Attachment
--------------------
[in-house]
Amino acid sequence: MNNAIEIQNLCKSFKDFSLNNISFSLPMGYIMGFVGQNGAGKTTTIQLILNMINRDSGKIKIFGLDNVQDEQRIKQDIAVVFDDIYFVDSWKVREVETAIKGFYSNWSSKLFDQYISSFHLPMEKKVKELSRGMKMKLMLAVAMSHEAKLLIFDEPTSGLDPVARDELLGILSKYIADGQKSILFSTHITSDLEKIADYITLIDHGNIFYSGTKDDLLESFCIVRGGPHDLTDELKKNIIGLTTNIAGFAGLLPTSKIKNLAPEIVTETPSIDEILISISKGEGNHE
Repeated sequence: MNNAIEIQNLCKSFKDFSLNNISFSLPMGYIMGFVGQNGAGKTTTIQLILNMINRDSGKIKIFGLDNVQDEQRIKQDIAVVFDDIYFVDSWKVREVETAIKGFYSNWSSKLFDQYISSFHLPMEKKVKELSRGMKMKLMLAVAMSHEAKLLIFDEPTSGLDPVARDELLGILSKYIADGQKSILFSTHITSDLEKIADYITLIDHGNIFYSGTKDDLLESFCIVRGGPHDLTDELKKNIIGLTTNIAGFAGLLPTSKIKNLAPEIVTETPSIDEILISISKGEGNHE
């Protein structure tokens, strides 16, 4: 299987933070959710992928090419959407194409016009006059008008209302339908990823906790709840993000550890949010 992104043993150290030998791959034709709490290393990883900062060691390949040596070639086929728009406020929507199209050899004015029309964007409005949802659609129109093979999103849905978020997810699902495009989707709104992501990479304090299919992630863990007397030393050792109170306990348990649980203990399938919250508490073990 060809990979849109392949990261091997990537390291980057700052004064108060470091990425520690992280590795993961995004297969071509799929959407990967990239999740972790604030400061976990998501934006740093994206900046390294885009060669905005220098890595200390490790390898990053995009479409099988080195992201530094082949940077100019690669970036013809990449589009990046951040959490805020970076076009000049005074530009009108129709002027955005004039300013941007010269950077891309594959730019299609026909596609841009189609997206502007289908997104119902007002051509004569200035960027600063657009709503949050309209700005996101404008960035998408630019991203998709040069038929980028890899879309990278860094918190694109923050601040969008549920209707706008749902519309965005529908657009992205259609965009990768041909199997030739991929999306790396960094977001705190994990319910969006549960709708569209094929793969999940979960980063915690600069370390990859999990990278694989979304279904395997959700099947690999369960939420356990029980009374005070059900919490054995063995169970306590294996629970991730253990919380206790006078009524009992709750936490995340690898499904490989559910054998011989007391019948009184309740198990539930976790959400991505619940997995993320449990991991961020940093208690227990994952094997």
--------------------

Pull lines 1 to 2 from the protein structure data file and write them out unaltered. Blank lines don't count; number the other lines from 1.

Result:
[in-house]
Amino acid sequence: MNNAIEIQNLCKSFKDFSLNNISFSLPMGYIMGFVGQNGAGKTTTIQLILNMINRDSGKIKIFGLDNVQDEQRIKQDIAVVFDDIYFVDSWKVREVETAIKGFYSNWSSKLFDQYISSFHLPMEKKVKELSRGMKMKLMLAVAMSHEAKLLIFDEPTSGLDPVARDELLGILSKYIADGQKSILFSTHITSDLEKIADYITLIDHGNIFYSGTKDDLLESFCIVRGGPHDLTDELKKNIIGLTTNIAGFAGLLPTSKIKNLAPEIVTETPSIDEILISISKGEGNHE